Advantages of a Gold Currency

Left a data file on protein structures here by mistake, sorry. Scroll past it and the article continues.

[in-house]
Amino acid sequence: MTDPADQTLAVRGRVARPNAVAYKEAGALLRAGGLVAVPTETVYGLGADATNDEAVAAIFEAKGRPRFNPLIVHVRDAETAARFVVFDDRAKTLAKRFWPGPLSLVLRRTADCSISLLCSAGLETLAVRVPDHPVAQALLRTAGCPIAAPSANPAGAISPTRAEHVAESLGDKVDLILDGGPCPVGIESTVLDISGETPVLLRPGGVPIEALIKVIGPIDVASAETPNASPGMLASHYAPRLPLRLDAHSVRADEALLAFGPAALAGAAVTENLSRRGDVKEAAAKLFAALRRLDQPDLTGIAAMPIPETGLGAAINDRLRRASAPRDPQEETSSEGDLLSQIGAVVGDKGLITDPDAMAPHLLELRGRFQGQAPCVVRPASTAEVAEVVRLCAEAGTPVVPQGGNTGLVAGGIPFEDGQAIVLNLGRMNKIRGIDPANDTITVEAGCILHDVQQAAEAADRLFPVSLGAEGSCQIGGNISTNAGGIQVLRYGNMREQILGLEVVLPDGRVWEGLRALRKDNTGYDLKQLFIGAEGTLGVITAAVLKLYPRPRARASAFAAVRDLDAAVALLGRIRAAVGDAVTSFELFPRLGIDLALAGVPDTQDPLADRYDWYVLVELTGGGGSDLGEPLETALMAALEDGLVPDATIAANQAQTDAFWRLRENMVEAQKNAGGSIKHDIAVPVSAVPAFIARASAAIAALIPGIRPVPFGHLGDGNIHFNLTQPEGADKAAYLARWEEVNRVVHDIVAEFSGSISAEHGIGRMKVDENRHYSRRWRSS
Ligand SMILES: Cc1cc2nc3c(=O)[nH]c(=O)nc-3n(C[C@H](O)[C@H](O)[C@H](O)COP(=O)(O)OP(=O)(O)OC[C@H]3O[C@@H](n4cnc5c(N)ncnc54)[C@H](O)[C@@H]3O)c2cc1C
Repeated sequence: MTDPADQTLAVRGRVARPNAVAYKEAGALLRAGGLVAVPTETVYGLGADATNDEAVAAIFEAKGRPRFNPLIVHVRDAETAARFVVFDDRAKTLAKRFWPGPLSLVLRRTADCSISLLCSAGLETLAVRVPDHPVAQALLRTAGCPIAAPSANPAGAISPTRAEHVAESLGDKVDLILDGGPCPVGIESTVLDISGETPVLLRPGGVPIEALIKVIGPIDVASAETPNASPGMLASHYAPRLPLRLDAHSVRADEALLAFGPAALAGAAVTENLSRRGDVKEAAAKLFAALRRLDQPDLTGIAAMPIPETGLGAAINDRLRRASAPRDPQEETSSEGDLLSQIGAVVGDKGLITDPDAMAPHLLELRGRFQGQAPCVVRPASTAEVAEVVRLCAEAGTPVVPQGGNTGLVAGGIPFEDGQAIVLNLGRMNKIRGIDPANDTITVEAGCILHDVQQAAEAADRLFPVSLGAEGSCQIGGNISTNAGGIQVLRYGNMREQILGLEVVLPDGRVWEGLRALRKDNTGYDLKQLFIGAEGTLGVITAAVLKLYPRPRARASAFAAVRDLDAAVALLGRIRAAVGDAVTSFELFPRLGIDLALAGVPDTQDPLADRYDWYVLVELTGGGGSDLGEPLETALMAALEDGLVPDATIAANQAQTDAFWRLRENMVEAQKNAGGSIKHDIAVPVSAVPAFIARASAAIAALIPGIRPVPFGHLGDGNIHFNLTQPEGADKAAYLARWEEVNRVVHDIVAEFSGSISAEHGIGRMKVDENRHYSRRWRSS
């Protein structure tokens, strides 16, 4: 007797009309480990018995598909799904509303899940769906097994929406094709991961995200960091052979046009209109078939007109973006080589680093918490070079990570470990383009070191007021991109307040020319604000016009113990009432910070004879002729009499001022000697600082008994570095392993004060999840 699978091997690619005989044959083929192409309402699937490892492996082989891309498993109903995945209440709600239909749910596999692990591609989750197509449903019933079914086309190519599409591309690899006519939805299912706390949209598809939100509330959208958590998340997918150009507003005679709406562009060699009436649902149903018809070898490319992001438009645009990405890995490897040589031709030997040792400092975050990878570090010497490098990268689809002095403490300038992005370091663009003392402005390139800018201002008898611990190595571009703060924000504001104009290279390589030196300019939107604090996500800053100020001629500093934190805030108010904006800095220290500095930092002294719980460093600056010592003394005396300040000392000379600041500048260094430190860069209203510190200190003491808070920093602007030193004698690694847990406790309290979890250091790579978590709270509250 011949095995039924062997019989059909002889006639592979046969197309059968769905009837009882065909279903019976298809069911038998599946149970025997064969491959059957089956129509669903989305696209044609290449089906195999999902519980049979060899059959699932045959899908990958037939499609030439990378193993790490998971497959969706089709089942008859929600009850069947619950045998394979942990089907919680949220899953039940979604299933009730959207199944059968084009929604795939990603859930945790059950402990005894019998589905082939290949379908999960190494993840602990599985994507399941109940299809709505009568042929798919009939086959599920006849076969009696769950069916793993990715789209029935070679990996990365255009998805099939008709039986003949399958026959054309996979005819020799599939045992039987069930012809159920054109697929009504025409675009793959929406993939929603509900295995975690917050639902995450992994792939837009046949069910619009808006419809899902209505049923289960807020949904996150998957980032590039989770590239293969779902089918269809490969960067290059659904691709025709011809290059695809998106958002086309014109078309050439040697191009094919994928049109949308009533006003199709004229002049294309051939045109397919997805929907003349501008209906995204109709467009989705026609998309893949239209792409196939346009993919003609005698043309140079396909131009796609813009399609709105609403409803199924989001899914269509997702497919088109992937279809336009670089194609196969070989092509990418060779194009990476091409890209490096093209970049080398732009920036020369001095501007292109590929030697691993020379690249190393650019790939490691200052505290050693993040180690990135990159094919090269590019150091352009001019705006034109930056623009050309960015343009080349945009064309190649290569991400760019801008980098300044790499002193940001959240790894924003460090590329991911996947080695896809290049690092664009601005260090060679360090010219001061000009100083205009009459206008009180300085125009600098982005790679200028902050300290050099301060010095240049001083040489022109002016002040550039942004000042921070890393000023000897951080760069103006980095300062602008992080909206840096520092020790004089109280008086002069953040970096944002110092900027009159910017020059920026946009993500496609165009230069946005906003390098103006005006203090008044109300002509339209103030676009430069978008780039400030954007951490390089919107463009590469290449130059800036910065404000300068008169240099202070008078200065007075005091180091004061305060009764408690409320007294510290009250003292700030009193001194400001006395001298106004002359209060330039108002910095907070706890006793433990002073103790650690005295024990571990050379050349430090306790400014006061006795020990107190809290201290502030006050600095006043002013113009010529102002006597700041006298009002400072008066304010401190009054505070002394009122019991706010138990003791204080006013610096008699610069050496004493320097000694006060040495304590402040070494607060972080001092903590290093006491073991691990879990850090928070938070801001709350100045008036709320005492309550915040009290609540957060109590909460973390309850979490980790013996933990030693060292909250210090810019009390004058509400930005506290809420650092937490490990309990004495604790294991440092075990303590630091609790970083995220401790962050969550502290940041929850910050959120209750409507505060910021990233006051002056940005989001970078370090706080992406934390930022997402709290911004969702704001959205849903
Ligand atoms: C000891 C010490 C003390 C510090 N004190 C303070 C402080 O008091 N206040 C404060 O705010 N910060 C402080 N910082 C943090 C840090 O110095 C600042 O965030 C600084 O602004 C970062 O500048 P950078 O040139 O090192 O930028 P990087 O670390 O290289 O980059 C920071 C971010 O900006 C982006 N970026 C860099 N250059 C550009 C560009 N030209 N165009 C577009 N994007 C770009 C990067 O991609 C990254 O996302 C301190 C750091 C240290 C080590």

$668,526 66, and from the return already received for the present quarter, the receipts of the two. first quarters of this year from land, may be safely estimated at more than $2,000,000. In the annual report, the receipts, of the whole year were estimated at $3,000,000. The information above stated, shows that the anticipated income from this source, as well as from the customs, will be more than realized. ' Upon the whole, the information received since the annual report on the finances was made to Congress, affords satisfactory evidence that the extent of our foreign commerce has been fully sustained, and gives strong reasons for believing that the receipts into the Treasury during the present year will be greater than the amount at which they were estimated at the* commencement of the present session. But I beg leave to repeat what I have already said, in the annual report from thisDepartment, that as the receipts of each year, under the present system of short credit and cash duties, must mainly depend on its own importations, as the estimates for the year can never be made with as much certainty as under the former system, when the receipts chiefly depended on the duties which had accrued in preceding years, and which were ascertained and secured by bonds before the times the estimates were presented. And as all calculations on the amount of revenue hereafter to accrue, must be more less uncertain, apd are liable to be affected by unforseen contingencies, it would hardly be proper to appropriate on a scale of expenditure fully equal to the expected income. There is, however, no reason for apprehending that the resources of the present year can fall short of the estimate contained in the annual report. And it is believed, that the appropriations may be made with entire safety according to that estimate. I have the honor to be, sir, very respectfully, your obedient servant, R. B. TANEY, Secretary of the Treasury. Hon. Martin Van Buren, Vice President United States and. President of Senate, ' SPEECH Ol MH. KENTON. IN SENATE. Monday, June,-16,1834. The Vice President communicated the report of the Secretary of the Treasury, in answer to Mr. Clay’s resolutions calling for the state of the revenue,-and comparative statements showing the relative amounts of revenue accruing in the first quarter of 18,33 and the first quarter of 1834. ,Mr. Webster moved to dispense with the reading, and refer it to the Committee On Finance. Mr. Benton demanded the reading. The Secretary of the Senate resumed the reading, and completed it. Mr. Webster moved to refer and print it. Mr. Benton rose, and said that this report was of a nature to deserve some attention, before it left the chamber of the Senate, and went to a Committee from which it might not return in time for copside- .ration at this session. It had been called for under circumstances which attracted attention, and disclosed information which deserved to be known. It was called for early in May, in the crisis of the alarm operations, and with confident assertions that these two quarters, would have been greater if the importations in the latter had not exceeded those of the former. In some instance's, without doubt, importations "which in the ordinary course of our foreign trade would have been made in the last quarter of .1833, were delayed until the first quarter of the present year, in order to obtain the benefit of the reduced tariff which took effect on the first of January last —and this circumstance has enlarged, in some de. gree, the imports of the first quarter of 1834. But after making a due allowance for the increase which may have arisen from this cause, and which would be peculiar to the first quarter of the year, the ■amount of duties which accrued in the quarter," are sufficient to show that the imports of the present year will most probably exceed the amount at "which they were estimated in the annual report, and be fully equal to those of 3833, which were unusually large. If this expectation should be realized, the proceeds of the customs will exceed the amount at which they were estimated by more than $1,000,000. The difference in the comparative receipts of the two first quarters, as shown by the statement herewith transmitted, does not arise from any fluctuation in commerce or diminished importations, but is chiefly occasioned by the alterations in the times of payment introduced by the act of 14th of July, 1832. The receipts of the first quarter, and the bonds already taken, confirm the opinion .that the income from customs will be greater than the estimate presented at the commencement of the session. The actual receipts into the Treasury from customs, for’ the first quarter of the present year, amounted to the sum of $4,435,386 13: and the duties secured by bonds payable in the second quarter, amount to the sum of $4,003,368 77. After making a fair deduction from these amounts for return _ duties, which may yet be called for, and for debentures and expenses of collection, the nett income of these two quarters may be safely estimated at $7,500,000. And if the third and fourth quarters should be only equally productive with the two first, the receipts will equal the amount at which they were estimated in the annual report. But under our present system of duties, the receipts from customs in the ordinary course of commerce, will always be greater iq the two last quarters of the year than in. the two first. ’The woollen goods which form so large a portion of our imports, are for the most part brought into the count ry .in the third an*d fourth quarters of the year. The high duties with which they are charged, render them a very productive source of revenue ; and being now payable in cash, they enter into the receipts of the third and fourth quarters in which the goods are imported. The receipts of these two quarters of the year will, therefore, generally exceed' those of the two preceding ones by at •least one million of dollars.. Although not embraced in the resolution, it will no doubt be gratifying to the Senate to learn that the receipts from lands are equally encouraging and will more than equal the amount at which they were estimated. The receipts inf® the Treasury, from this source,- during the first quarter of the present year, amount to the sum of $1,398,206 18, while in the cor- jcesponding quarter of 1833, they amounted only to